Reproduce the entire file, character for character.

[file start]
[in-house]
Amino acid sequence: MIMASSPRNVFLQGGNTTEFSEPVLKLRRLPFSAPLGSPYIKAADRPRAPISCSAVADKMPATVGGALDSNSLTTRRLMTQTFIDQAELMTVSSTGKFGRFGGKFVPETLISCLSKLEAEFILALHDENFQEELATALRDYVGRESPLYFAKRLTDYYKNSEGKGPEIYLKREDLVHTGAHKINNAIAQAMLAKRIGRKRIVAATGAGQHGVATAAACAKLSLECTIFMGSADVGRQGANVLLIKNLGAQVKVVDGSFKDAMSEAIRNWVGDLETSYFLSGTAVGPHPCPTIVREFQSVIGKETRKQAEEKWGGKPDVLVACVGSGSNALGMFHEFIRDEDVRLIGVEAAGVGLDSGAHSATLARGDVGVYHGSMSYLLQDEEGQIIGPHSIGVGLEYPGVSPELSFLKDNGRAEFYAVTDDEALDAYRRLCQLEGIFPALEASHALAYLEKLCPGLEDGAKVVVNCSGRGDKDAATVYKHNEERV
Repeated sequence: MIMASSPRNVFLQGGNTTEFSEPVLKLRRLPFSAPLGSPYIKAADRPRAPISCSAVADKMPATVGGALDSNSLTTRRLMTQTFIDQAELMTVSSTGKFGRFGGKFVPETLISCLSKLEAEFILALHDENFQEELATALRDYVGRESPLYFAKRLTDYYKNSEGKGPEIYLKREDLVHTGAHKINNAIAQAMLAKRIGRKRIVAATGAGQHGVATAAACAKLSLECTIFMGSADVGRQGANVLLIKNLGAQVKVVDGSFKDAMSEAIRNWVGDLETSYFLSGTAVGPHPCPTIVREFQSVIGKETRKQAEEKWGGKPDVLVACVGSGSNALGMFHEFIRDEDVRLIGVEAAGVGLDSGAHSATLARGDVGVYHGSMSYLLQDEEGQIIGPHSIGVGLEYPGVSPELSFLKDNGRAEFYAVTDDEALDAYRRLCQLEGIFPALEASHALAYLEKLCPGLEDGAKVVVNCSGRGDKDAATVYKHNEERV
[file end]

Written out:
[in-house]
Amino acid sequence: MIMASSPRNVFLQGGNTTEFSEPVLKLRRLPFSAPLGSPYIKAADRPRAPISCSAVADKMPATVGGALDSNSLTTRRLMTQTFIDQAELMTVSSTGKFGRFGGKFVPETLISCLSKLEAEFILALHDENFQEELATALRDYVGRESPLYFAKRLTDYYKNSEGKGPEIYLKREDLVHTGAHKINNAIAQAMLAKRIGRKRIVAATGAGQHGVATAAACAKLSLECTIFMGSADVGRQGANVLLIKNLGAQVKVVDGSFKDAMSEAIRNWVGDLETSYFLSGTAVGPHPCPTIVREFQSVIGKETRKQAEEKWGGKPDVLVACVGSGSNALGMFHEFIRDEDVRLIGVEAAGVGLDSGAHSATLARGDVGVYHGSMSYLLQDEEGQIIGPHSIGVGLEYPGVSPELSFLKDNGRAEFYAVTDDEALDAYRRLCQLEGIFPALEASHALAYLEKLCPGLEDGAKVVVNCSGRGDKDAATVYKHNEERV
Repeated sequence: MIMASSPRNVFLQGGNTTEFSEPVLKLRRLPFSAPLGSPYIKAADRPRAPISCSAVADKMPATVGGALDSNSLTTRRLMTQTFIDQAELMTVSSTGKFGRFGGKFVPETLISCLSKLEAEFILALHDENFQEELATALRDYVGRESPLYFAKRLTDYYKNSEGKGPEIYLKREDLVHTGAHKINNAIAQAMLAKRIGRKRIVAATGAGQHGVATAAACAKLSLECTIFMGSADVGRQGANVLLIKNLGAQVKVVDGSFKDAMSEAIRNWVGDLETSYFLSGTAVGPHPCPTIVREFQSVIGKETRKQAEEKWGGKPDVLVACVGSGSNALGMFHEFIRDEDVRLIGVEAAGVGLDSGAHSATLARGDVGVYHGSMSYLLQDEEGQIIGPHSIGVGLEYPGVSPELSFLKDNGRAEFYAVTDDEALDAYRRLCQLEGIFPALEASHALAYLEKLCPGLEDGAKVVVNCSGRGDKDAATVYKHNEERV